During its 2019 Regular Session, HB 380, which restructures and places severe limitations on the powers of the Alabama Board of Pardons and Paroles passed both legislative houses and is now awaiting the Governor’s signature, which is likely. While specifics are to be hammered out during the administrative rules process, the net result will be more restrictions on early parole considerations for most inmates. Importantly, the legislation sets rules for when a parole hearing can be held, based on specific guidelines. As is the case with nearly all legislation, there is good news and bad news. Continue reading
Alabama law requires that, before the Board of Pardons and Paroles can hear a case, they must notify any identifiable victim of their right to be present at a hearing and make their feelings known on the matter. This has two effects on those awaiting a hearing: First, it can delay the hearing as the process of locating and notifying victims progresses. Second, a victim’s wishes carry significant weight with the Board.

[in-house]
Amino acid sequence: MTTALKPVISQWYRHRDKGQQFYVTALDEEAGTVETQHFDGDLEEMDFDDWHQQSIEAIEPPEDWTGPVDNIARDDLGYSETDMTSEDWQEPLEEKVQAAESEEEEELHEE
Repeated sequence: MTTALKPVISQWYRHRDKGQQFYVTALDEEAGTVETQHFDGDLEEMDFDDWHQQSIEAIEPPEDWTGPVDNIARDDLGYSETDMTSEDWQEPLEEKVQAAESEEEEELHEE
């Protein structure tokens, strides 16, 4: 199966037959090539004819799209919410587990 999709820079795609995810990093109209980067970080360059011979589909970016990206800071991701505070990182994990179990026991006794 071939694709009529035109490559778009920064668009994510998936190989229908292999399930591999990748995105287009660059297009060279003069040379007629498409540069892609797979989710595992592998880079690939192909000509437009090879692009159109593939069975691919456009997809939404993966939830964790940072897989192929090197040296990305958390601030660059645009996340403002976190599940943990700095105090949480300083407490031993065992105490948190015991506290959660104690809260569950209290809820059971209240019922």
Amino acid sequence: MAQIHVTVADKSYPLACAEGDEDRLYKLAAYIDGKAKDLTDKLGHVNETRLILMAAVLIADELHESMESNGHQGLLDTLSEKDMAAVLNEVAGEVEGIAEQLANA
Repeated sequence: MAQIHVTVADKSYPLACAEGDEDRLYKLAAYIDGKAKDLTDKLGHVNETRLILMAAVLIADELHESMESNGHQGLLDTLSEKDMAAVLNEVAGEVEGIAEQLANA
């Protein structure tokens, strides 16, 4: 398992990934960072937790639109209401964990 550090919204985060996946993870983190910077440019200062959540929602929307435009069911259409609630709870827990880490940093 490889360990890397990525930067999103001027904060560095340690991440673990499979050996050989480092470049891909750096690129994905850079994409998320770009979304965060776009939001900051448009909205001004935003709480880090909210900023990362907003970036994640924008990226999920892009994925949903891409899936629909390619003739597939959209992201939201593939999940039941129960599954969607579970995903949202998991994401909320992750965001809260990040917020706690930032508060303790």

Here are my thoughts and experiences on the matter:
In the past few days, I have received a number of inquiries from people who have been or had a loved one denied parole or a pardon from the Alabama Board of Pardons and Paroles. These potential clients want to know how to appeal a ruling of the Pardon and Parole Board. In every case, I have to give them the bad news: There is NO APPEAL from a decision of the Board. Continue reading
We at Skier & Associates have received information that there will be a bill filed in the upcoming legislative session that would expand Alabama’s existing expungement law to allow expungement of certain convictions as well as pardoned convictions.
As always, the legislative process is unpredictable and slow. Stay tuned to this space for updates and a critique of any new law passed by the legislature and signed by the governor.
One of the most common questions I am asked is the effect of a felony pardon on a person’s ability to possess a firearm. The answer is a bit more complex than one might think at first glance.
The Alabama Board of Pardons and Paroles has the authority in our state to issue pardons and restore “civil rights.” These rights include the right to vote, the right to hold public office, and of course the right to possess a firearm.